Ky. budget talks end 5th day without a deal

FRANKFORT, Ky. (AP) - A state budget deal remained elusive
Sunday evening after a fifth day of closed-door talks between
Kentucky House and Senate negotiators.
Conferees met off and on for more than three hours Sunday in
trying to bridge gaps between Senate and House versions of a
two-year state spending plan. Afterward, Senate Majority Floor
Leader Robert Stivers said negotiators were having "good
discussions," and that various proposals were being considered.
"I wouldn't say there's a deadlock at this time," said
Stivers, R-Manchester.
Stivers said a time hadn't been set yet for the conference
committee to reconvene.
The General Assembly's top leaders - House Speaker Greg Stumbo,
D-Prestonsburg, and Senate President David Williams, R-Burkesville
- left without speaking to reporters.
In a statement later, Stumbo said the House and Senate
negotiators were exchanging proposals. He said the focus of House
bargainers was on a House-backed plan for nearly $1 billion in
projects that the Senate removed from its budget.
Stumbo has said the massive construction program would stimulate
job creation at a time of stubbornly high unemployment in Kentucky.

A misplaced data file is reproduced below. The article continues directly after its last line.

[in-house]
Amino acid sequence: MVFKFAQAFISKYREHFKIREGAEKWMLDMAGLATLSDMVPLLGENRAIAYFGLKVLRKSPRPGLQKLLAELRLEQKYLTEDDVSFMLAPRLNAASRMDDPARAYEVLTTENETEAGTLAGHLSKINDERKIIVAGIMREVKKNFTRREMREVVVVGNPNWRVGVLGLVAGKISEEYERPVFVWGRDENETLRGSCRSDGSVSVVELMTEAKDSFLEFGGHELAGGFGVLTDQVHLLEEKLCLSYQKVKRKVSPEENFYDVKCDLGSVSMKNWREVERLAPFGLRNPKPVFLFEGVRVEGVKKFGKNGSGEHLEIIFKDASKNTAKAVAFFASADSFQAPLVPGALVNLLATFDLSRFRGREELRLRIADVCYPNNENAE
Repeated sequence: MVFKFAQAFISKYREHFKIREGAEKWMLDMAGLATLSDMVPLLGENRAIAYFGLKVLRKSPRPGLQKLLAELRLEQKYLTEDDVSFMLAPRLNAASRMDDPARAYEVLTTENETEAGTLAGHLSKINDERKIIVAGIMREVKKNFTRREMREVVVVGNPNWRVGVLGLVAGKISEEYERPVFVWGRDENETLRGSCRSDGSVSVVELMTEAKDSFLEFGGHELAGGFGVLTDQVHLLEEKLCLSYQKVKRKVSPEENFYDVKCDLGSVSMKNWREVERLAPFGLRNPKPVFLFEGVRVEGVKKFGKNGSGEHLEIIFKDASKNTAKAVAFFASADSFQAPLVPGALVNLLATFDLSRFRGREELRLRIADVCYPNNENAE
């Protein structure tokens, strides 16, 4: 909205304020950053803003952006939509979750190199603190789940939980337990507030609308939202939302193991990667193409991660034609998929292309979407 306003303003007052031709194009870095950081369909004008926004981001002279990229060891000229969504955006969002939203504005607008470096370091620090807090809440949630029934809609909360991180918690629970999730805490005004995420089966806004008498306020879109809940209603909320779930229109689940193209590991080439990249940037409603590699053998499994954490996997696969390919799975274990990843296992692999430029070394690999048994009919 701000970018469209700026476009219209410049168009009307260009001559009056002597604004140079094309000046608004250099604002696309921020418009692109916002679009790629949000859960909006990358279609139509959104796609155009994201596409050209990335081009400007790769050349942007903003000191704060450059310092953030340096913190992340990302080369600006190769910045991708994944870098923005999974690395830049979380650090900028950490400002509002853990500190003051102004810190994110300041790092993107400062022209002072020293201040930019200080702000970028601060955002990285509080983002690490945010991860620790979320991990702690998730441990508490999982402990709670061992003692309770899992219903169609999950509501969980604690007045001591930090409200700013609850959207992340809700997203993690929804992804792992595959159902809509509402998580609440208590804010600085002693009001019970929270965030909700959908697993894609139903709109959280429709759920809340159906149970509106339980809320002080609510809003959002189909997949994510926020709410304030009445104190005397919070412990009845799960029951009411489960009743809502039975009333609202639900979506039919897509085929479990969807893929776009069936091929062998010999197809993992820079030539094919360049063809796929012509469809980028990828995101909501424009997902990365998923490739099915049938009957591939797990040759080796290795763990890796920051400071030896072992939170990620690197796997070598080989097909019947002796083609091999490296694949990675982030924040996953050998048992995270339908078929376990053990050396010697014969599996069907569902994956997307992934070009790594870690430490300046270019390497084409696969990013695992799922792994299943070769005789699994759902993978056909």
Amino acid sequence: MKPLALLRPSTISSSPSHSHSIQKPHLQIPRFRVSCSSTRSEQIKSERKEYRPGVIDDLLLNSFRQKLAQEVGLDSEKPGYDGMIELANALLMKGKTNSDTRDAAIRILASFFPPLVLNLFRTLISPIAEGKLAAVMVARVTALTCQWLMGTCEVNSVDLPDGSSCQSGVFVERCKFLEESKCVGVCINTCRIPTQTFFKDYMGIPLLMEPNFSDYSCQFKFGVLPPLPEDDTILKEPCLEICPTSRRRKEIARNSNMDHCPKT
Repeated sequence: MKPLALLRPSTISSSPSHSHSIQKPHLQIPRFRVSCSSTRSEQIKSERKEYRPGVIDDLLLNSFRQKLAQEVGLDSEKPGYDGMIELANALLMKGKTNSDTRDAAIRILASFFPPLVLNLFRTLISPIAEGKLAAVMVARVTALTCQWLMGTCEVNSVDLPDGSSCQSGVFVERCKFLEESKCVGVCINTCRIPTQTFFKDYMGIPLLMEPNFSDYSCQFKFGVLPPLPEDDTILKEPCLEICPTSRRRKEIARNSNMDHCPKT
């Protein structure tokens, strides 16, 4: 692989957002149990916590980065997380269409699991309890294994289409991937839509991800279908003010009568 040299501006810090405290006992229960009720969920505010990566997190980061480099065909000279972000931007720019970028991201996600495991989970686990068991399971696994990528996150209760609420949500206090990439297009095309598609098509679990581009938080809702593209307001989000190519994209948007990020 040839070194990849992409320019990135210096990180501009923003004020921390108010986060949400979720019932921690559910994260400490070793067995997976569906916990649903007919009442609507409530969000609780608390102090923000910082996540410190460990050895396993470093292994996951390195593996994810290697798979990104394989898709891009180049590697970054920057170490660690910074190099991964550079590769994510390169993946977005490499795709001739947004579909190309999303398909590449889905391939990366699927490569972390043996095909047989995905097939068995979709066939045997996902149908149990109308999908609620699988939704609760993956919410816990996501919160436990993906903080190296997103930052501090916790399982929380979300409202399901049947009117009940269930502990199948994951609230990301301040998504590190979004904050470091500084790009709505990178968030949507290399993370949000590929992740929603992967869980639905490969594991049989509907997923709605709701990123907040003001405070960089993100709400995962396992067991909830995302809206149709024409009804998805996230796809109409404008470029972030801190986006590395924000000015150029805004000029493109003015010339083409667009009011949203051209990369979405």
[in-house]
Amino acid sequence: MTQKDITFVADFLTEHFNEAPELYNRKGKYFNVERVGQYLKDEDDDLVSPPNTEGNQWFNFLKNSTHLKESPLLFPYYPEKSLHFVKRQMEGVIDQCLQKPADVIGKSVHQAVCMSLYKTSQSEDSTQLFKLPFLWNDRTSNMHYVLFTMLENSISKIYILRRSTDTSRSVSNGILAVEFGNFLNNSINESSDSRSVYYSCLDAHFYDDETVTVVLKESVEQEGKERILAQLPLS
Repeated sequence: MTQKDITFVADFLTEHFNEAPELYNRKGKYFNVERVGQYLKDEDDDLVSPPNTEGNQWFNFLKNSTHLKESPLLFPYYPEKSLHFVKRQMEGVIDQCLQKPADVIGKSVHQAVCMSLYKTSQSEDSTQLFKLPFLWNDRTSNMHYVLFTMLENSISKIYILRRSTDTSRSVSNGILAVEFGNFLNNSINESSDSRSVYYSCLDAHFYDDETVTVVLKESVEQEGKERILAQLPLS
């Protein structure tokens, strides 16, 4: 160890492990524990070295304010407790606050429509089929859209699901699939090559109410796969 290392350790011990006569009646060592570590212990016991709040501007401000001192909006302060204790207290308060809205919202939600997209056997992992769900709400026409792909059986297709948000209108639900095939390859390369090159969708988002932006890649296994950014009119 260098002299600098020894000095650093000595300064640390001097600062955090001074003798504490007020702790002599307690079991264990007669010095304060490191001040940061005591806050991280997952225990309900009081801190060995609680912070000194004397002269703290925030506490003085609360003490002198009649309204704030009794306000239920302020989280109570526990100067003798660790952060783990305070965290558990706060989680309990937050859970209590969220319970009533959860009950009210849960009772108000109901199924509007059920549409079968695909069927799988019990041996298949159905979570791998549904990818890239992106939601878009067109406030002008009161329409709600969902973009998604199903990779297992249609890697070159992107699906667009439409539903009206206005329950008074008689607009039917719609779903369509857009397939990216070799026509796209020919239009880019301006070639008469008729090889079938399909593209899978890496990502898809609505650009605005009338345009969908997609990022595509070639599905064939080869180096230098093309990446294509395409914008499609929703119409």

The Senate has balked at adding to the state's debt load to finance
the projects.
State lawmakers will be back in session Monday for the 57th day
of their 60-day session. Lawmakers will set aside one or two days
in mid-April to consider any gubernatorial vetoes.
The negotiators, who began their talks last Wednesday, have been
trying to craft a final budget version that could be voted on by
the Senate and House on Tuesday.
Stivers raised doubts about meeting that goal, noting it takes
some 30 hours to get the massive budget document prepared and
printed for lawmakers. He told reporters it was a "fair
assumption" that lawmakers would have to continue meeting later in
the week.
The Senate passed a $17.3 billion two-year budget that called
for deeper spending cuts to almost all state agencies than the
House's $17.5 billion version.
The Senate included a 1½ percent cut in the first year for the
main state funding formula for elementary and secondary schools,
followed by an additional 1 percent in the second year. The funding
formula was spared in the House version.
But Senate leaders say their proposal gives local school
officials more flexibility to dip into other funds to help offset
the funding decrease.
Also, the Senate wants to preserve two instructional days for
public schools that the House proposed eliminating, though the
Senate didn't add money to pay for the two days.
In another disagreement, the Senate dropped two tax-code changes
proposed by the House that would temporarily suspend a tax
write-off and accelerate sales tax collections. Those tax changes,
opposed by business interests, would raise about $270 million in
two years.
Lawmakers faced a shortfall exceeding $1 billion when they
started working on the budget earlier in the year.
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The budget legislation is House Bill 290.

(Copyright 2010 by The Associated Press. All Rights Reserved.)


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